What is CSMA/CD?
There are many protocols that are used for communication within Ethernet networks, but one if the most significant protocols is the Carrier Sense Multiple Access With Collision Detection (CSMA/CD) protocol. Which is responsible for reliable, collision-free communication.
Think about a situation where there are ‘n’ numbers of station on a link and all are waiting to transfer information via that channels. In this event, all ‘n’ station would want to get the link/channel to transport their particular data. The problem appears when more than 1 station transfers the information at the same time. In cases like this, there’ll be a collision in the data from various channels.
CSMA/CD is just one such procedure where the different station that follows this protocol agree on certain conditions and collision detection steps for successful transmission. This protocol determines which station will transmit when so that the information reaches the destination without any corruption.
What CSMA/CD Protocol Stands For?
Step 1: Carrier Sense (CS) – It is a scheme developed to provide a device on an Ethernet network with the ability to sense whether the line for communication is idle or not.
Step 2: Multiple Access (MA)- It allows all machines on an Ethernet network to communicate freely as long as the line is idle.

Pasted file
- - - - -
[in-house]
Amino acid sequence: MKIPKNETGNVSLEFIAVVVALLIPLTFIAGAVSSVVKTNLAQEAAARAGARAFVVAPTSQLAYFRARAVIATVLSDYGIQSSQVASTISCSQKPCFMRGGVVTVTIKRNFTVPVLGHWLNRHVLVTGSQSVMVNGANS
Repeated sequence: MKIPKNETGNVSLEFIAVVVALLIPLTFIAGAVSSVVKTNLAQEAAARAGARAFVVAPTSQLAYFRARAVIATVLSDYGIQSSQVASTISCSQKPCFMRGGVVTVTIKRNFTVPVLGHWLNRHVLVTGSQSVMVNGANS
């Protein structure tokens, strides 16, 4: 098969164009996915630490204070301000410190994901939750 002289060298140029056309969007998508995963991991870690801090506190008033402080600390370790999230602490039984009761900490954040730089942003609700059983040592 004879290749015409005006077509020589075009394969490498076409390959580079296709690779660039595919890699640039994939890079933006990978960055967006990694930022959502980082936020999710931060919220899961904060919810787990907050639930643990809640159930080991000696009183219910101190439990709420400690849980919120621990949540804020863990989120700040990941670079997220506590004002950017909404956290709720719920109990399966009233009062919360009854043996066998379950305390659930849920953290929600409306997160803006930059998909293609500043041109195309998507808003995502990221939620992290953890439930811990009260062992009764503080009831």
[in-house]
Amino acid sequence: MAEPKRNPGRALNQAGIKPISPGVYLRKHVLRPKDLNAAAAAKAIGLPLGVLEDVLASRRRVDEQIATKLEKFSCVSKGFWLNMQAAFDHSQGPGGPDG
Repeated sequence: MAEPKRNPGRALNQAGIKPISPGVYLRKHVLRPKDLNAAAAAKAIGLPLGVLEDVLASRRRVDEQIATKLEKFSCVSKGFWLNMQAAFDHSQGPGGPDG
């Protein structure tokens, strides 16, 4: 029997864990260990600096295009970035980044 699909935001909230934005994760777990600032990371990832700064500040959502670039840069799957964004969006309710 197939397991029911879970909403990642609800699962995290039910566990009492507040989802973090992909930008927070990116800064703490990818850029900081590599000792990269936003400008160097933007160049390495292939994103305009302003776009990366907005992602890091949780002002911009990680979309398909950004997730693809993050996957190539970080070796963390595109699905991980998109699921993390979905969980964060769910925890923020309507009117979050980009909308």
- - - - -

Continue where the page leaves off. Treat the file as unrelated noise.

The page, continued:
Step 3: Collision Detection (CD)- It makes sure that if two devices start to transmit data at the same time, the communication is cancelled and the data re-transmitted after a certain period of time.
How CSMA/CD is work?
To visualize how each of these three steps works in an actual network, imagine an Ethernet network with four devices, A, B, C, and D. If device A intends to send a data package to device D, It First need to “sense” that no other device is already using the network if the line is idle, the device will start transmitting the data. Each packet of data transmitted over an Ethernet network contains within itself the destination address and the sender address. The data is transmitted to all the devices connected to the network; however, a network which has a different destination address (B or C in this example) discards the data. Device D received the data and issues a receipt signal to device A.
However, it can often happen that another device on the network starts to transmit another set of data at the same time. This is a ”collision” scenario where each of the machines cancels transmission for a specific period of time, after which both of the transmission are attempted again. The whole process can be seen in the below diagram.
|CSMA/CD Flow Chart|